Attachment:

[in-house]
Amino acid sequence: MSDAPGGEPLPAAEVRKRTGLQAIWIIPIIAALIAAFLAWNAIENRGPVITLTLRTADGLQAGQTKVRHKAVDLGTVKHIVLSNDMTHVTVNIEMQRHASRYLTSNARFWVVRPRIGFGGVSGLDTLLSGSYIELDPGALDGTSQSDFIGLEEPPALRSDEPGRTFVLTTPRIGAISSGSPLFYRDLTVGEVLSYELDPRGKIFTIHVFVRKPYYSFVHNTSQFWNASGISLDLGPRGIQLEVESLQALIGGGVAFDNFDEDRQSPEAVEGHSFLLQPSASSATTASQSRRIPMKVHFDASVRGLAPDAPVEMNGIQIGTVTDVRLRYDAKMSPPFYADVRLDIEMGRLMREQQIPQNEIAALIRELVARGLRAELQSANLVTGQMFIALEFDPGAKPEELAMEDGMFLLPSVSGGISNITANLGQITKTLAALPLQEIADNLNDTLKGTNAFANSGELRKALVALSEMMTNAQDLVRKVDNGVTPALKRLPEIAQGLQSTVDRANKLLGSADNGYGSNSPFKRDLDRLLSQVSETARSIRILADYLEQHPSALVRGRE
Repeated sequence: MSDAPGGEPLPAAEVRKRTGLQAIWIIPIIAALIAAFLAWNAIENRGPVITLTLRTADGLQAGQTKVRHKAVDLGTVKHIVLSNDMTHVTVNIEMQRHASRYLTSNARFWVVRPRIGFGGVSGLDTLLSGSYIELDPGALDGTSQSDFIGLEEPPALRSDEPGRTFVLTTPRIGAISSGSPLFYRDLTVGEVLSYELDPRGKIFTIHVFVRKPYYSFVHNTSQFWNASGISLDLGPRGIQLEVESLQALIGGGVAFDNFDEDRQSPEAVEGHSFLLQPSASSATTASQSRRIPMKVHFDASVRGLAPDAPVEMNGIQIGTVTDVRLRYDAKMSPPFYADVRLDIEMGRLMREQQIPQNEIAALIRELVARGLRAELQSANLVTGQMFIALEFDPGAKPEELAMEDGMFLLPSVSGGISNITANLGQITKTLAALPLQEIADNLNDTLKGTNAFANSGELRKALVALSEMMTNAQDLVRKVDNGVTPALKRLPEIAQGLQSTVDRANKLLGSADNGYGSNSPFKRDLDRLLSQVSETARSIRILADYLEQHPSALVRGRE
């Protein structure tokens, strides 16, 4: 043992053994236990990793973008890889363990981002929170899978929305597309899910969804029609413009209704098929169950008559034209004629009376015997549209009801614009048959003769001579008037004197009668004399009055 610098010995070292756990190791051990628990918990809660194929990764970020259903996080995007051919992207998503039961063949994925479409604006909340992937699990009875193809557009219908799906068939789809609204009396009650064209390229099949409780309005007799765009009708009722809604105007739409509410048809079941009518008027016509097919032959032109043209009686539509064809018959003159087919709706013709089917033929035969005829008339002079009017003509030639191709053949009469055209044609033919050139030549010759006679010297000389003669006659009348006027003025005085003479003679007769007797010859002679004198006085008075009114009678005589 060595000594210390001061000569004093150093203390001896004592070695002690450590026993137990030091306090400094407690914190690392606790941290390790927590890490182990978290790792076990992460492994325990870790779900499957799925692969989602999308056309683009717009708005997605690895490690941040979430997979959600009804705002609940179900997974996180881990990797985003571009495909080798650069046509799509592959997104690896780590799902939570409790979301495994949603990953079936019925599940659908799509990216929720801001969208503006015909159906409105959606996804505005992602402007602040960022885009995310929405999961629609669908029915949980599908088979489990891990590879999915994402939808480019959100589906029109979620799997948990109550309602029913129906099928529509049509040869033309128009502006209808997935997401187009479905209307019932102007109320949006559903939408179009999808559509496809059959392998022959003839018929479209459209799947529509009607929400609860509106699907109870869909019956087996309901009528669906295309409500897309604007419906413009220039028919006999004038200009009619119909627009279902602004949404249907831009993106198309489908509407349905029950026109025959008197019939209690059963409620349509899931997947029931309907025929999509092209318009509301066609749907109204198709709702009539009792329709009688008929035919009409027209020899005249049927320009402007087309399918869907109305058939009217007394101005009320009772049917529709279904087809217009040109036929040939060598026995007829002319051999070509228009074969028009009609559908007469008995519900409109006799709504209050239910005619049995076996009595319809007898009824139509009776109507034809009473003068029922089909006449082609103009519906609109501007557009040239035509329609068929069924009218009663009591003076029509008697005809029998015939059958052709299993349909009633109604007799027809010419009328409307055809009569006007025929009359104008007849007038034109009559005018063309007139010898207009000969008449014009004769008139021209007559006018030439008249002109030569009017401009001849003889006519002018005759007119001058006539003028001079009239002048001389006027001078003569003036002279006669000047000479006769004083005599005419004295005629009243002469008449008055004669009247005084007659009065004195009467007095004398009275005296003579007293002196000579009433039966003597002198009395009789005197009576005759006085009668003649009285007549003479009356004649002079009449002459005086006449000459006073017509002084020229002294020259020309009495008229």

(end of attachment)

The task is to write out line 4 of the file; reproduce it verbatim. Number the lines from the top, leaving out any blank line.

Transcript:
């Protein structure tokens, strides 16, 4: 043992053994236990990793973008890889363990981002929170899978929305597309899910969804029609413009209704098929169950008559034209004629009376015997549209009801614009048959003769001579008037004197009668004399009055 610098010995070292756990190791051990628990918990809660194929990764970020259903996080995007051919992207998503039961063949994925479409604006909340992937699990009875193809557009219908799906068939789809609204009396009650064209390229099949409780309005007799765009009708009722809604105007739409509410048809079941009518008027016509097919032959032109043209009686539509064809018959003159087919709706013709089917033929035969005829008339002079009017003509030639191709053949009469055209044609033919050139030549010759006679010297000389003669006659009348006027003025005085003479003679007769007797010859002679004198006085008075009114009678005589 060595000594210390001061000569004093150093203390001896004592070695002690450590026993137990030091306090400094407690914190690392606790941290390790927590890490182990978290790792076990992460492994325990870790779900499957799925692969989602999308056309683009717009708005997605690895490690941040979430997979959600009804705002609940179900997974996180881990990797985003571009495909080798650069046509799509592959997104690896780590799902939570409790979301495994949603990953079936019925599940659908799509990216929720801001969208503006015909159906409105959606996804505005992602402007602040960022885009995310929405999961629609669908029915949980599908088979489990891990590879999915994402939808480019959100589906029109979620799997948990109550309602029913129906099928529509049509040869033309128009502006209808997935997401187009479905209307019932102007109320949006559903939408179009999808559509496809059959392998022959003839018929479209459209799947529509009607929400609860509106699907109870869909019956087996309901009528669906295309409500897309604007419906413009220039028919006999004038200009009619119909627009279902602004949404249907831009993106198309489908509407349905029950026109025959008197019939209690059963409620349509899931997947029931309907025929999509092209318009509301066609749907109204198709709702009539009792329709009688008929035919009409027209020899005249049927320009402007087309399918869907109305058939009217007394101005009320009772049917529709279904087809217009040109036929040939060598026995007829002319051999070509228009074969028009009609559908007469008995519900409109006799709504209050239910005619049995076996009595319809007898009824139509009776109507034809009473003068029922089909006449082609103009519906609109501007557009040239035509329609068929069924009218009663009591003076029509008697005809029998015939059958052709299993349909009633109604007799027809010419009328409307055809009569006007025929009359104008007849007038034109009559005018063309007139010898207009000969008449014009004769008139021209007559006018030439008249002109030569009017401009001849003889006519002018005759007119001058006539003028001079009239002048001389006027001078003569003036002279006669000047000479006769004083005599005419004295005629009243002469008449008055004669009247005084007659009065004195009467007095004398009275005296003579007293002196000579009433039966003597002198009395009789005197009576005759006085009668003649009285007549003479009356004649002079009449002459005086006449000459006073017509002084020229002294020259020309009495008229």